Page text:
Innocence Lost

After decades of repression, a local man speaks out about the priest he says molested him. His actions may force the Archdiocese of Philadelphia to do right by its many alleged victims.

By Mike Newall
Add Comment Add Comment | Comments: 0 | Posted Jul. 14, 2004

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Later, when the visit is over, Jimmy McGlone reminisces about the childhood he shared with Brian.

"Nobody ever messed with Brian McDonnell," he says in a hushed voice. "He was a big kid, but the nicest guy ever. An athlete. Good looking. Smart. Funny. He had all the goods."


"The relationship of the three of us as brothers has been ruptured because of this abuse," says John McDonnell over iced tea at a Center City Starbucks two days after the visit to Norristown State Hospital. "We always knew that all of us were being molested by this guy, but we never talked about it among ourselves, and we never really talked about it as a family for the longest time. Then, probably in the late '60s, Alex and I started talking about it. Over the next 15 years we tried to engage Brian, but he would just turn on a dime and walk the other way. Everybody knew he'd been molested too."

Like many victims of clergy abuse, Alex and John McDonnell felt emboldened to step forward after the pedophile priest scandal broke nationally in 2002.

In February 2002 Alex--who lives in Wynnewood with his wife--fired off an email to the archdiocese after a statement was released saying there had been 35 abusive priests and 50 victims in Philadelphia since 1950.

Alex McDonnell, at 61, the oldest of the McDonnell brothers, is a reserved man, thinner than his siblings, with the same blue eyes. For a long time he questioned his faith. He struggled with alcohol and shut himself off to people.

"If Gerard Chambers' name is not on the list, I request you add it," he wrote, citing the name of the priest who allegedly abused all three brothers. "As a victim of pedophilia from this predator, I know what I'm talking about."

Alex says he received a response confirming Chambers' name was on the list.

In a letter dated March 2003 John and Alex informed the archdiocese's victims' assistance office of their brother Brian's deteriorating physical and mental health. The McDonnell brothers also sent the letter to Monsignor Joseph McFadden, a onetime personal secretary to former Archbishop Cardinal John Joseph Krol, who knew the McDonnell family from high school.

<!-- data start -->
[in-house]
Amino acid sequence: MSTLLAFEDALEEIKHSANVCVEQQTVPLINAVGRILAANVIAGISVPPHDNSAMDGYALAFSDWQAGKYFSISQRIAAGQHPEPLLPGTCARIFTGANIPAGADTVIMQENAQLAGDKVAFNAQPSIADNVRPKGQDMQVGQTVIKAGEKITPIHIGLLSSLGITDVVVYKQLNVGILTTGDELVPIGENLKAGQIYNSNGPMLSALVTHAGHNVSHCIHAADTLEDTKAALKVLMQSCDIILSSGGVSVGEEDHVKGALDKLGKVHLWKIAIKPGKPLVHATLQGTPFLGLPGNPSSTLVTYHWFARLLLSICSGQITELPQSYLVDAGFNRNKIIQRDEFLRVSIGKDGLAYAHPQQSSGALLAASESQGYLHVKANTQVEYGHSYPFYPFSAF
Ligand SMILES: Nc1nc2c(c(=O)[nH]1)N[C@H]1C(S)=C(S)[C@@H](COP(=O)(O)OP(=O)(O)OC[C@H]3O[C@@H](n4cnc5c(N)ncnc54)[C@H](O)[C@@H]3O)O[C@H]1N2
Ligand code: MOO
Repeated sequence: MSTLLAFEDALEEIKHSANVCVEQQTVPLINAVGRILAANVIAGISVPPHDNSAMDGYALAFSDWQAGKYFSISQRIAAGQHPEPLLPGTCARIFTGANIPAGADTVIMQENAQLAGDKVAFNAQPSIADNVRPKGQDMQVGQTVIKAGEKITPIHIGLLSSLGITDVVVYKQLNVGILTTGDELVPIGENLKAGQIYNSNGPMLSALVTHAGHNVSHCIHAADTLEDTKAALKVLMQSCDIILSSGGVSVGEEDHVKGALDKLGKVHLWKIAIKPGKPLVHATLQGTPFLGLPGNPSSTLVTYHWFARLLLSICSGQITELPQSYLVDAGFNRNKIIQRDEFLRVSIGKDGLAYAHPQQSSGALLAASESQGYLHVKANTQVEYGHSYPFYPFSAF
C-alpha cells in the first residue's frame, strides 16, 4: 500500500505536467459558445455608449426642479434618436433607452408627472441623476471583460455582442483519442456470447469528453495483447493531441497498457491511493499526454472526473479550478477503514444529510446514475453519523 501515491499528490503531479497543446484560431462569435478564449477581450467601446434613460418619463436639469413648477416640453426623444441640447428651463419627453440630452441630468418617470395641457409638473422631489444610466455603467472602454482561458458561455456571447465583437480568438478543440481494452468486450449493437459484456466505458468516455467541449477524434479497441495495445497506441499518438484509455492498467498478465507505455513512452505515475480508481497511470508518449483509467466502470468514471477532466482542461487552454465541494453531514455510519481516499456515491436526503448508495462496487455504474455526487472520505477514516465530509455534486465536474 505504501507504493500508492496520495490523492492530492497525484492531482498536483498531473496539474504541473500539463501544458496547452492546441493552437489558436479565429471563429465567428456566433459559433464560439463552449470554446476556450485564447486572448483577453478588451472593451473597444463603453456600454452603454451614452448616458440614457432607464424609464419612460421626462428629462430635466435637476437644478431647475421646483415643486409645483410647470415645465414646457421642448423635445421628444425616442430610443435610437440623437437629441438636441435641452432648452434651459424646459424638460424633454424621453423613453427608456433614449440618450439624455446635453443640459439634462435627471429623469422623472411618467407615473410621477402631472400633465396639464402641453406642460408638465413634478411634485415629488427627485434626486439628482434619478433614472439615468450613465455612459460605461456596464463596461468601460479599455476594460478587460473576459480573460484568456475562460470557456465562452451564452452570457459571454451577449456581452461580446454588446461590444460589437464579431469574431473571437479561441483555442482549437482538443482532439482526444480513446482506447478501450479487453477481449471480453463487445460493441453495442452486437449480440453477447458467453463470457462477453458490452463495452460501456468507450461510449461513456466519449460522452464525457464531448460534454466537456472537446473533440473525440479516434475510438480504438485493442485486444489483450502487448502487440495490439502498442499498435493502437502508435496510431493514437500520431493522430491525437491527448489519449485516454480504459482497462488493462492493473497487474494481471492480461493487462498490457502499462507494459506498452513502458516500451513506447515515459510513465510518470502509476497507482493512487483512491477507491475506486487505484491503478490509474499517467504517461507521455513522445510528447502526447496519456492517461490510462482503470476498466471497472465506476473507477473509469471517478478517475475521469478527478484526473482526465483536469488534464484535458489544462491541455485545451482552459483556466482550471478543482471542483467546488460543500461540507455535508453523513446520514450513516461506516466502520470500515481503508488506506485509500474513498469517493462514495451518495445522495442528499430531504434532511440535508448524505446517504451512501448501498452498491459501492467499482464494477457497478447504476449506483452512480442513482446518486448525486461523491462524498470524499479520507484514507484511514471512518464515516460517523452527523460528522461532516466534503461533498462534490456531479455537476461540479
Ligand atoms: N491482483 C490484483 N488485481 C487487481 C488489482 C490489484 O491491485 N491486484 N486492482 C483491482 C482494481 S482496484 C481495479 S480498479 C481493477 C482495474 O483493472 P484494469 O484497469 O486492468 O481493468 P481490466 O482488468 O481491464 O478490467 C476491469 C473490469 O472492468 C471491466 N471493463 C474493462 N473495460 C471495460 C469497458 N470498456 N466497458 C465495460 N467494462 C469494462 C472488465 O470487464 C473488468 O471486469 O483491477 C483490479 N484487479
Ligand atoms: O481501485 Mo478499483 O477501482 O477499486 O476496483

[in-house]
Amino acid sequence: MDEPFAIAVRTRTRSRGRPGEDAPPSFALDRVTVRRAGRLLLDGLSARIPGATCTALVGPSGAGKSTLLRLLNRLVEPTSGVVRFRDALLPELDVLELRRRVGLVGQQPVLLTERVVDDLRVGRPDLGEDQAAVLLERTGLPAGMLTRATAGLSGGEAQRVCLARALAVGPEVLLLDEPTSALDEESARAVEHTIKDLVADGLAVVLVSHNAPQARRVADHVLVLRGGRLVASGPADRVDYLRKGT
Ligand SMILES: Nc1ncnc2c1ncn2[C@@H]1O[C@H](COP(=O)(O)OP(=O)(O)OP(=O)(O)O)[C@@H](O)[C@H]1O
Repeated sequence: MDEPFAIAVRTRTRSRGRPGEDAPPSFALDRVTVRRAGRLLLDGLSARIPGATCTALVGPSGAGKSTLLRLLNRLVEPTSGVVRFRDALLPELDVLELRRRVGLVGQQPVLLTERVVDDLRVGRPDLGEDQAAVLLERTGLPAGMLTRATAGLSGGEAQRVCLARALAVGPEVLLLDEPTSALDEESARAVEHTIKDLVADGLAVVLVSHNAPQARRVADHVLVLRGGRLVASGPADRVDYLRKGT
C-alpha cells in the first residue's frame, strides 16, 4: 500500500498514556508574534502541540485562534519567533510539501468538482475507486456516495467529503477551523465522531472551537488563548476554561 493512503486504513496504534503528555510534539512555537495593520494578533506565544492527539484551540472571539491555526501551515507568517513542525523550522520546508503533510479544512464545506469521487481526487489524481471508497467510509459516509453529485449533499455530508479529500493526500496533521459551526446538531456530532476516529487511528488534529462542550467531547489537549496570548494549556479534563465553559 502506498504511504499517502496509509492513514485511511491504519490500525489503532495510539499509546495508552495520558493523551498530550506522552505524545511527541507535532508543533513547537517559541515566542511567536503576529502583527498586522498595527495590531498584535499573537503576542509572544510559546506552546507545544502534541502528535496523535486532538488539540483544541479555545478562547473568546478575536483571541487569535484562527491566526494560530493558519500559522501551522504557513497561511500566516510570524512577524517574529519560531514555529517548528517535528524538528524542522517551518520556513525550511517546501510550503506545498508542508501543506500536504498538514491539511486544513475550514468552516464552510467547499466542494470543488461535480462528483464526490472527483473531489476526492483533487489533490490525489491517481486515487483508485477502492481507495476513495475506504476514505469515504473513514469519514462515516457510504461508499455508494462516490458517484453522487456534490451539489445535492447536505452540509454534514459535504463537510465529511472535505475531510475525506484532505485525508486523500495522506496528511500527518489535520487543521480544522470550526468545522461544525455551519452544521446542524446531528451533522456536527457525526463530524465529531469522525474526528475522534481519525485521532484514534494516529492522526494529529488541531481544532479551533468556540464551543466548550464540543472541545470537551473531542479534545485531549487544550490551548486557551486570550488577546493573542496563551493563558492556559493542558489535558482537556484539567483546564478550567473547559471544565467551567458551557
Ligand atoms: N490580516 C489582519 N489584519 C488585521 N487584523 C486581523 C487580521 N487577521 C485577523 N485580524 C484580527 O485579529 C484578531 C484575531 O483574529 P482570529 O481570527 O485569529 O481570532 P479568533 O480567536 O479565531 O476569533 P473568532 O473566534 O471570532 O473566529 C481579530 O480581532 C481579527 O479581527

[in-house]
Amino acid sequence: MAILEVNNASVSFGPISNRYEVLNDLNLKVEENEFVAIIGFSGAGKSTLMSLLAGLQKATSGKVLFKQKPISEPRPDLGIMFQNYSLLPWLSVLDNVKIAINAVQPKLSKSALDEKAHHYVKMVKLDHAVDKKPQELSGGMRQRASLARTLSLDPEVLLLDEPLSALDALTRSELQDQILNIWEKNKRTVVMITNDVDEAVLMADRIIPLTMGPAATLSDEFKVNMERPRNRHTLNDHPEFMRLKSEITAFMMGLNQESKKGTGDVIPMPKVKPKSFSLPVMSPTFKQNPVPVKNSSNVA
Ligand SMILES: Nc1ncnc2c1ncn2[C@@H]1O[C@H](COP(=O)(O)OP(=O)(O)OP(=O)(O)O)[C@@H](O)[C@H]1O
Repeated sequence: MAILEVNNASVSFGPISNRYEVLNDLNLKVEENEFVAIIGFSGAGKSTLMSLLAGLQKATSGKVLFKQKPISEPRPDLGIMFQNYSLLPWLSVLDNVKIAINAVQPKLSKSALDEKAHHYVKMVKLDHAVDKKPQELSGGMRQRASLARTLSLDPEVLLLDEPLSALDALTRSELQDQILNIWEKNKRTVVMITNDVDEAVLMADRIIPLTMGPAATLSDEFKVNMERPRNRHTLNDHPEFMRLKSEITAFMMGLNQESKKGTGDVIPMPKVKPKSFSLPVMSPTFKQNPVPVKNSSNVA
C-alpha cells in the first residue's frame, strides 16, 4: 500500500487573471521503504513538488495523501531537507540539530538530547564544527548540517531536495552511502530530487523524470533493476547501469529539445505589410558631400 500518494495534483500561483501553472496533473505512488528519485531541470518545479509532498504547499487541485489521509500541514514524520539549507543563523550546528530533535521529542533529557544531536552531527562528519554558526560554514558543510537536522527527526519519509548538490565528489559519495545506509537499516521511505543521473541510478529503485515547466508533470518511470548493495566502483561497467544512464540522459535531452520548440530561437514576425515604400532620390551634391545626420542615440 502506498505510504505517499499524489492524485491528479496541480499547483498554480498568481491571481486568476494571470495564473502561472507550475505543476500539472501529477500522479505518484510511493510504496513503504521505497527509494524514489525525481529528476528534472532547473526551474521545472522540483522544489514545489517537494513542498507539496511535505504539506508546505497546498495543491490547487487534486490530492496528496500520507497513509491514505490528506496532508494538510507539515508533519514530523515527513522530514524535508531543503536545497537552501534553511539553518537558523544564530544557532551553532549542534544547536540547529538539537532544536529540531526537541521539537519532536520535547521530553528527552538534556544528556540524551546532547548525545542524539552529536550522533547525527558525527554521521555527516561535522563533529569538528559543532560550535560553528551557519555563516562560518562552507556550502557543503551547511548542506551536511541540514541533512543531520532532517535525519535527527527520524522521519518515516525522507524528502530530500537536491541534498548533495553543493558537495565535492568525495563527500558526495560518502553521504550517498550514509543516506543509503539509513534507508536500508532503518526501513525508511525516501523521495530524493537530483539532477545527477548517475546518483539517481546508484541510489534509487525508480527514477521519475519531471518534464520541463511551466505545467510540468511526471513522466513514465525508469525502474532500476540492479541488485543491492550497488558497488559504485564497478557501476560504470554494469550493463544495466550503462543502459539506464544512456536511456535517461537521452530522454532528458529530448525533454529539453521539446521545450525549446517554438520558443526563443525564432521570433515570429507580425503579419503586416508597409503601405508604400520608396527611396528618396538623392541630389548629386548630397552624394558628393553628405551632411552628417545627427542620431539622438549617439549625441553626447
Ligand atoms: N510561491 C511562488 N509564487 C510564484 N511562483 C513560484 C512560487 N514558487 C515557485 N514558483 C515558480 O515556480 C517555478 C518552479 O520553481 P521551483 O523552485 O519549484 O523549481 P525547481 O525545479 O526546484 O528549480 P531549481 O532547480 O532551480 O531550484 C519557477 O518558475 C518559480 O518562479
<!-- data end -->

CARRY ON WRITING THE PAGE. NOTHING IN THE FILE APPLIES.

McFadden, who was recently appointed an auxiliary bishop, says he never responded to the letter because he thought the archdiocese was handling the matter. But the archdiocese never did respond to the letter.

In November John flew to Philadelphia from his home in California to meet with two officials from the archdiocese's victims' assistance office. He told the officials about the abuse his family had endured and of Brian's deteriorating condition. He asked if they could cover Brian's future psychiatric, medical and housing costs. "He hasn't been able to work in 25 years," he told them.

He then asked one of the officials, Monsignor William Lynn, for a copy of Chambers' assignments.

"We don't usually give out copies of that," answered Lynn.

"You don't usually get molested at 12 or 13, either," John snapped back. "I want a copy."

Lynn handed over a copy of Chambers' personal files.

In 40 years of ministry (including the 17 years spent on seven different "health leaves"), Chambers was shuffled through 17 different parishes, spending on average just more than a year in each one. (At least five people have alleged that Chambers molested them in his two-year stay at St. Gregory's in West Philadelphia.)

Soon after the meeting, the archdiocese informed John and Alex McDonnell by email that it wouldn't cover their brother's housing costs, but it offered to provide him counseling through Catholic Social Services.

The McDonnell brothers picked up the phone and called a lawyer.

Responding through spokesperson Cathy Rossi, the archdiocese says it has "made a commitment to, as much as humanly possible, protect children from abuse. This includes, among other things, background checks of all religious and lay personnel who have regular contact with children, written standards of ministerial behavior, and a safe-environment program for parishes and schools that provides education and training in recognizing and preventing abuse."

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